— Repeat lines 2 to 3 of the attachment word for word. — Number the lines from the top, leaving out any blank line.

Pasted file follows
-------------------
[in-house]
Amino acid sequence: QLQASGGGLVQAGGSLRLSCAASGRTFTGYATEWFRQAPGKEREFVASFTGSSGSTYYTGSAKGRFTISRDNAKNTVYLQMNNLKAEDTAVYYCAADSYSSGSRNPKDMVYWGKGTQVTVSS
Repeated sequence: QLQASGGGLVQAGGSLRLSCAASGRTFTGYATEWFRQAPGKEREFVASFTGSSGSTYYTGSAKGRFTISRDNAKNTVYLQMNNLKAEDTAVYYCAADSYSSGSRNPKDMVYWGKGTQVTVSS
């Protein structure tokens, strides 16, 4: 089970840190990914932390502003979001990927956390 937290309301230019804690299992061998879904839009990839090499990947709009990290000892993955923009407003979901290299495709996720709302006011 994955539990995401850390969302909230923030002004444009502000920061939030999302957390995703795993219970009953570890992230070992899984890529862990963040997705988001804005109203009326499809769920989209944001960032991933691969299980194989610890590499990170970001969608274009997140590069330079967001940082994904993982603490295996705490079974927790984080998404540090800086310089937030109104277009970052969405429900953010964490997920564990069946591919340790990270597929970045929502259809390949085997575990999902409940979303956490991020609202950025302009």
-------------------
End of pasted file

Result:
Amino acid sequence: QLQASGGGLVQAGGSLRLSCAASGRTFTGYATEWFRQAPGKEREFVASFTGSSGSTYYTGSAKGRFTISRDNAKNTVYLQMNNLKAEDTAVYYCAADSYSSGSRNPKDMVYWGKGTQVTVSS
Repeated sequence: QLQASGGGLVQAGGSLRLSCAASGRTFTGYATEWFRQAPGKEREFVASFTGSSGSTYYTGSAKGRFTISRDNAKNTVYLQMNNLKAEDTAVYYCAADSYSSGSRNPKDMVYWGKGTQVTVSS